Elasticsearch is a memory-intensive application. The default logging subsystem installation deploys 16G of memory for both memory requests and memory limits. The initial set of Red Hat OpenShift Service on AWS nodes might not be large enough to support the Elasticsearch cluster. You must add additional nodes to the Red Hat OpenShift Service on AWS cluster to run with the recommended or higher memory. Each Elasticsearch node can operate with a lower memory setting, though this is not recommended for production environments.
A persistent volume is required for each Elasticsearch deployment configuration. On Red Hat OpenShift Service on AWS this is achieved using persistent volume claims.
If you use a local volume for persistent storage, do not use a raw block volume, which is described with
The OpenShift Elasticsearch Operator names the PVCs using the Elasticsearch resource name.
Fluentd ships any logs from systemd journal and /var/log/containers/ to Elasticsearch.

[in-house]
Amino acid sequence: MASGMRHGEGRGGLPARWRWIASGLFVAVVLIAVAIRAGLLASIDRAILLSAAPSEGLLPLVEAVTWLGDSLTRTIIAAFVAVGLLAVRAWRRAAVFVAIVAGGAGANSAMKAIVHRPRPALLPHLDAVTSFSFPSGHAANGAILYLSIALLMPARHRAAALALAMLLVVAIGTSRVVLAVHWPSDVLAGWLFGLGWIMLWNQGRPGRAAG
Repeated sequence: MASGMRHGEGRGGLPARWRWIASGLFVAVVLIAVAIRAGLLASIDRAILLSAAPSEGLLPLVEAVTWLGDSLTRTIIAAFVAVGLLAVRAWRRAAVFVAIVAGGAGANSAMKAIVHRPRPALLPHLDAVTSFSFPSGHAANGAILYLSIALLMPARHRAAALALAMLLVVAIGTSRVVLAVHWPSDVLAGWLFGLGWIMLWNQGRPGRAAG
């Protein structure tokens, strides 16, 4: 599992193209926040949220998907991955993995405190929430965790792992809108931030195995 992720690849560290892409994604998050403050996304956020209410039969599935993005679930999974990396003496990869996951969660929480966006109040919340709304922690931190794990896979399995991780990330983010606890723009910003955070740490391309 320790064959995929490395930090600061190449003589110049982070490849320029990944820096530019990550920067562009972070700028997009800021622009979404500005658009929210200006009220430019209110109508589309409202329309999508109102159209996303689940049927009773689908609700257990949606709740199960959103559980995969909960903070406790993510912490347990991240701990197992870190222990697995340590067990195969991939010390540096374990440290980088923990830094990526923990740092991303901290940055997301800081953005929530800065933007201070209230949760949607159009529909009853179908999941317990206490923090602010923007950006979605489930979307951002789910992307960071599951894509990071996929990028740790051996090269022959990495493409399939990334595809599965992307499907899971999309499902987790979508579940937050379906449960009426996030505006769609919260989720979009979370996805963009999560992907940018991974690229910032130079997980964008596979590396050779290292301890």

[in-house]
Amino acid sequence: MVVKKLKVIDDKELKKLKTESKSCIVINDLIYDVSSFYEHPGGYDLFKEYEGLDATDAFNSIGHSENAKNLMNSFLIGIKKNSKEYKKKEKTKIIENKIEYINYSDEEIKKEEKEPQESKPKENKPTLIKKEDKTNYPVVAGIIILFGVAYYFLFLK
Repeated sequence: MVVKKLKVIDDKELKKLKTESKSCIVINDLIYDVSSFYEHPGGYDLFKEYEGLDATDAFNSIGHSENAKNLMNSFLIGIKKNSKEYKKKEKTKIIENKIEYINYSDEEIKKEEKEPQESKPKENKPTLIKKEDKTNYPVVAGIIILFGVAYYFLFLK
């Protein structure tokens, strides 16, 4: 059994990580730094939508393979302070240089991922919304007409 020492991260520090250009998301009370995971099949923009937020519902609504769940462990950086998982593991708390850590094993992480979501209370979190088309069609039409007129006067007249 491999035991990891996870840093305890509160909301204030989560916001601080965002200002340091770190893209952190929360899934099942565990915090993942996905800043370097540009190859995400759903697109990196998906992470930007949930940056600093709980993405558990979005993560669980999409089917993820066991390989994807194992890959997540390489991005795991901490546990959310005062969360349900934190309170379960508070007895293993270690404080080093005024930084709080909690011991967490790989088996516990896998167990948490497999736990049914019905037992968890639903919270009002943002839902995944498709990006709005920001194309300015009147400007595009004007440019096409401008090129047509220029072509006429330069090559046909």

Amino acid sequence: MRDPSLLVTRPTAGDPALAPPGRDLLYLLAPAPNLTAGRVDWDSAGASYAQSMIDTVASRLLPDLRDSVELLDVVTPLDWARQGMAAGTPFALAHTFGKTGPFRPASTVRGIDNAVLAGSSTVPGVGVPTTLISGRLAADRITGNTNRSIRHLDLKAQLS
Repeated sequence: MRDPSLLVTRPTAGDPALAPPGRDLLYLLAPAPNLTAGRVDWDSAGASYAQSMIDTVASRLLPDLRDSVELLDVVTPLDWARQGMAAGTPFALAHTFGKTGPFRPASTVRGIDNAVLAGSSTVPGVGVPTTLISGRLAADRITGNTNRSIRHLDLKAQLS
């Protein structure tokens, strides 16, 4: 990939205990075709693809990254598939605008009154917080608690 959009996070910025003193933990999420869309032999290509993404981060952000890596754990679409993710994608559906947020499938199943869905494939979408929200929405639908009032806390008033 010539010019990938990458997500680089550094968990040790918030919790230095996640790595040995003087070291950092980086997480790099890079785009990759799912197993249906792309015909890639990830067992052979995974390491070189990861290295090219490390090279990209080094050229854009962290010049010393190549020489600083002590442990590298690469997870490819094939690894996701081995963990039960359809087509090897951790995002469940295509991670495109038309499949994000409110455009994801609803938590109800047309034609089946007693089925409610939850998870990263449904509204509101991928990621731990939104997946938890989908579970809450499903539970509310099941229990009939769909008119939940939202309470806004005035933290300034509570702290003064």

Elasticsearch requires sufficient memory to perform large merge operations. If it does not have enough memory, it becomes unresponsive. To avoid this problem, evaluate how much application log data you need, and allocate approximately double that amount of free storage capacity.
By default, when storage capacity is 85% full, Elasticsearch stops allocating new data to the node. At 90%, Elasticsearch attempts to relocate existing shards from that node to other nodes if possible. But if no nodes have a free capacity below 85%, Elasticsearch effectively rejects creating new indices and becomes RED.
These low and high watermark values are Elasticsearch defaults in the current release. You can modify these default values. Although the alerts use the same default values, you cannot change these values in the alerts.